While on a port call in Philadelphia, Weston and a shipmate visited an art museum. “We saw two nice- looking girls,” he said. “Well, we were eyeballing them and they were eyeballing us. We introduced ourselves and I was really attracted to the young lady named Dorothy St. Aubyn. We walked around a bit and while looking at art work I took her hand. Well, sir, she didn’t object, and I’m thinking, ‘This is good,’ so I told her, ‘I’m taking you home tonight.’ She hesitated, but called her mom. To our surprise her mom said, ‘Okay,’ so that’s how I met her parents.”
Sparks flew; the romance ignited. “I knew then my bachelor days were over,” Weston said.
In October of ’42, Weston transferred off the ammo ship to report for duty at Greenport, New York on Long Island to help commission YMS-184 (Yardcraft Motor, Minesweeper). Weston said, “Once aboard the minesweeper I figured we’d stay in New York, so Dottie and I started the preliminaries of getting married, the license, a blood test, and made a deal with the minister.”
After the final shakedown cruise, YMS-184 was commissioned in January ‘43. Weston said, “Our primary job was escorting ships through the mine fields protecting New York Harbor. Folks don’t know this, but we also swept for German mines that the U-boats had planted along our coastlines. We found several.” Mine sweepers are made of wood, non-magnetic, to sidestep the magnetic appeal of most vessels.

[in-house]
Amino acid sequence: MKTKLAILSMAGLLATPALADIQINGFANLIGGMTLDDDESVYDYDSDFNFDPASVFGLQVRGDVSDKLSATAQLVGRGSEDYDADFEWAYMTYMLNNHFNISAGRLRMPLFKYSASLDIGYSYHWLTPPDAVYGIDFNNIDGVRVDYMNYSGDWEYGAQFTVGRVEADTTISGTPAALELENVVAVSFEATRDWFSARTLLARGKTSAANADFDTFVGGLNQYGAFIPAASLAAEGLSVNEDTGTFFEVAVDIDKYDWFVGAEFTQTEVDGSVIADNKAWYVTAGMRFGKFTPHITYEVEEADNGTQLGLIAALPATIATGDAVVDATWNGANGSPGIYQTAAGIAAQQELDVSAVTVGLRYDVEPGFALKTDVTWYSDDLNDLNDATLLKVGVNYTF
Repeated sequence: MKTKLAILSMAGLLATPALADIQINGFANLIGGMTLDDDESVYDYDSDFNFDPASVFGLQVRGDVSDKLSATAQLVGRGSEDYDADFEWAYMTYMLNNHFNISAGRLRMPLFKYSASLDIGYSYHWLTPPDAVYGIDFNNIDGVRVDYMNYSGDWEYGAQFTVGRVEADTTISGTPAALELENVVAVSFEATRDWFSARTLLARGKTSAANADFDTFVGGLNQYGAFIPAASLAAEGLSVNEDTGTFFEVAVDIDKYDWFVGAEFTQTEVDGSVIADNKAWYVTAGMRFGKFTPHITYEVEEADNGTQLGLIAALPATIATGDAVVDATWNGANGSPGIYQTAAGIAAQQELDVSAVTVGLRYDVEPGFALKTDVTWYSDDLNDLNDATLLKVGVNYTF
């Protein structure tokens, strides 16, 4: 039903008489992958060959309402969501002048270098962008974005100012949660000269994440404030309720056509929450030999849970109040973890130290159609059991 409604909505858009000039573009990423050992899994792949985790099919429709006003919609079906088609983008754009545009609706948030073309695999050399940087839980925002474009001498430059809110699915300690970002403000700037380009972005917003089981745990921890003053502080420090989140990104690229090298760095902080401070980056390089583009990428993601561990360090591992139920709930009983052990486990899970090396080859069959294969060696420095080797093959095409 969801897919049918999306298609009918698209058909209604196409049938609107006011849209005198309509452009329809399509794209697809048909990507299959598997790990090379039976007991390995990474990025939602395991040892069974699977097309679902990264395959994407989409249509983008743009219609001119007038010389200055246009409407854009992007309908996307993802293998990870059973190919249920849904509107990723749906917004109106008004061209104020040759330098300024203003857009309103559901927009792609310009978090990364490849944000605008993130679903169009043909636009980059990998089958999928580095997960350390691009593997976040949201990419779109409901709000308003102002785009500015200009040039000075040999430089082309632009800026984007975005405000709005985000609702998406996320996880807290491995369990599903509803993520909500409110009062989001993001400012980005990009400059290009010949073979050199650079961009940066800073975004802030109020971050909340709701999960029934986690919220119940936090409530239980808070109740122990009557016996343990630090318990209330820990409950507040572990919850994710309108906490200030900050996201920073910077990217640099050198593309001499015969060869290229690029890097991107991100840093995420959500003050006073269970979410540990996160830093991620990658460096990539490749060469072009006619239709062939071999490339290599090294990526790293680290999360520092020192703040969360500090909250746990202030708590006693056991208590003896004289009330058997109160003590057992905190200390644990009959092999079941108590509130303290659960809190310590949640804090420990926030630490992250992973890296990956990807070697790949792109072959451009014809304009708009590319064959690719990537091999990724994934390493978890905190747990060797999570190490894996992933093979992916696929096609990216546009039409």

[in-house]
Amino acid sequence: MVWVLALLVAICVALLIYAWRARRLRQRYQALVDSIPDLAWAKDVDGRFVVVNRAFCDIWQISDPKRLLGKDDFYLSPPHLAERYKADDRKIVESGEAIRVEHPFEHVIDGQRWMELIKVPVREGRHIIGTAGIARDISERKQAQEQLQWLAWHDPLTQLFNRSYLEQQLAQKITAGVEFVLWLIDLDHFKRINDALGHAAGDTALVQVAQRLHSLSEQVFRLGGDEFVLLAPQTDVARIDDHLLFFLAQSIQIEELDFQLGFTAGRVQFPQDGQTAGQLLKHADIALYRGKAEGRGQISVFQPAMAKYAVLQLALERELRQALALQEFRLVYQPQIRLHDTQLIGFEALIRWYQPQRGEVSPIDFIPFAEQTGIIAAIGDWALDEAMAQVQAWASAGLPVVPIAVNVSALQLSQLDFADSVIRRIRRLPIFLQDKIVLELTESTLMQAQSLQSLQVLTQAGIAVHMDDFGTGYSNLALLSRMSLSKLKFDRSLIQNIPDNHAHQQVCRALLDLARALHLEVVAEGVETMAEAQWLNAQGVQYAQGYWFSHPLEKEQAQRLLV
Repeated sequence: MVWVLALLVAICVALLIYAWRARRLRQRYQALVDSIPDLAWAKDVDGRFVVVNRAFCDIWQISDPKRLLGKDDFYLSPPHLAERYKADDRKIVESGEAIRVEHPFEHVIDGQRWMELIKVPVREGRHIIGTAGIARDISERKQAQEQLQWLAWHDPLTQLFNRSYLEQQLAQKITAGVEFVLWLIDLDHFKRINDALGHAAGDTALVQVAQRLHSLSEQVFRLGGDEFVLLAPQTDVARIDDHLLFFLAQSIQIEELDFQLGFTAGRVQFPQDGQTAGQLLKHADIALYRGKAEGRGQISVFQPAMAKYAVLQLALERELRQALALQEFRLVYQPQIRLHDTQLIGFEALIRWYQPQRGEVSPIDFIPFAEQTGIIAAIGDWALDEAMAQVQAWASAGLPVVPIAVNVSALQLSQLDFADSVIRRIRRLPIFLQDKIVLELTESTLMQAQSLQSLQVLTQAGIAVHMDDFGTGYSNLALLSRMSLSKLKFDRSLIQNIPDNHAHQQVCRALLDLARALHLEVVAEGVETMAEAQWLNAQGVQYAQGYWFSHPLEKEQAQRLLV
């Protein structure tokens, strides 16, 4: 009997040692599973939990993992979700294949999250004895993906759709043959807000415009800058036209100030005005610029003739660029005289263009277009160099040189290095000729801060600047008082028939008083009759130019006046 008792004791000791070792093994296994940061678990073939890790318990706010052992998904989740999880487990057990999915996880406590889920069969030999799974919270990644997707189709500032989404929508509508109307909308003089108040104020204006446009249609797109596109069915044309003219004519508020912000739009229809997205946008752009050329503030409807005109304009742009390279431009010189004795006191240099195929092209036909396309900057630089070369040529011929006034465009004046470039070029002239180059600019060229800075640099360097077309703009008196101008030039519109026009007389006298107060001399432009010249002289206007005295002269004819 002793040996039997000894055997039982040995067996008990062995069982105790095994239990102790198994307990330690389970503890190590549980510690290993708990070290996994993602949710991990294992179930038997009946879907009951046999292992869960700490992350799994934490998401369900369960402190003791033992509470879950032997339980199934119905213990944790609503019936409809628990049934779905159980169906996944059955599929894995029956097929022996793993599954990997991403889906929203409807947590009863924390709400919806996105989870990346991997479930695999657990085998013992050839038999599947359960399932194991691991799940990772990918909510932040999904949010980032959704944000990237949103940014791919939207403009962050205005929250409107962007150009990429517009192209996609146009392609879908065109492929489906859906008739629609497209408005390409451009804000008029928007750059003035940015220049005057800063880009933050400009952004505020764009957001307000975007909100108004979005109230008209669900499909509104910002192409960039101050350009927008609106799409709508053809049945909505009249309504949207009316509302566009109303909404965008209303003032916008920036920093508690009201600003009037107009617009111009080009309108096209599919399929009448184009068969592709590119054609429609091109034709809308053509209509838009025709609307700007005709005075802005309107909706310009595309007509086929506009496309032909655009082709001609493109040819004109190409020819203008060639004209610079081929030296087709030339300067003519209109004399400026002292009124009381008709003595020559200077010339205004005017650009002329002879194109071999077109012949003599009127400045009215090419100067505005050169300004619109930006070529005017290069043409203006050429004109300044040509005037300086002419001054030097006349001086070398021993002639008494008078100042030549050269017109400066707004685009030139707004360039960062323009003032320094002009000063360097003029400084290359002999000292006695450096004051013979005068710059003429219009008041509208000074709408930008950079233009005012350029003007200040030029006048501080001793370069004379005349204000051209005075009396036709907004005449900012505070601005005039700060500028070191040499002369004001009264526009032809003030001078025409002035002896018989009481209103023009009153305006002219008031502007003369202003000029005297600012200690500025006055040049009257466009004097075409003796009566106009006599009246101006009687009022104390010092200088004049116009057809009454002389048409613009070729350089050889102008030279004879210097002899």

On June 1 the crew of YMS-184 received disappointing news from their skipper: “Men, we’re heading to the Pacific.” Weston said, “I received a 10-day leave and called Dottie at work to inform her we were getting married immediately. She replied, ‘Oh, my.’ Dottie called her mom, I rustled up a couple of shipmates, then we headed to Philadelphia. We went to the minister’s house to discover him gone. He’d been drafted.”
Dottie’s mother knew a friend whose son was a Presbyterian minister. Weston said, “That did the trick. We got married and headed south for a honeymoon in Waterloo, Alabama.” When asked Dottie’s impression of Waterloo, Weston replied, “She never said.”
June, 1943: YMS-184, at 136 feet in length, a crew of 32, armed with a 3” gun and two 20mm anti-aircraft guns, leaves New York, slips through the Panama Canal and sails into the vastness of the Pacific Ocean. Will Weston normally kept the diesels maintained in the engine room, but now, his second job assignment aboard the little minesweeper would be needed more than ever: strapped behind a 20mm anti-aircraft gun as the gun-captain.
Sailing into history, the crew YMS-184 would participate in some of the most horrendous battles of WWII, remain afloat in a typhoon that sank larger ships, and survive one of the most gruesome maritime accidents in US naval history.
Pete Mecca is a Vietnam veteran, columnist and freelance writer. You can reach him at firstname.lastname@example.org or aveteransstory.us.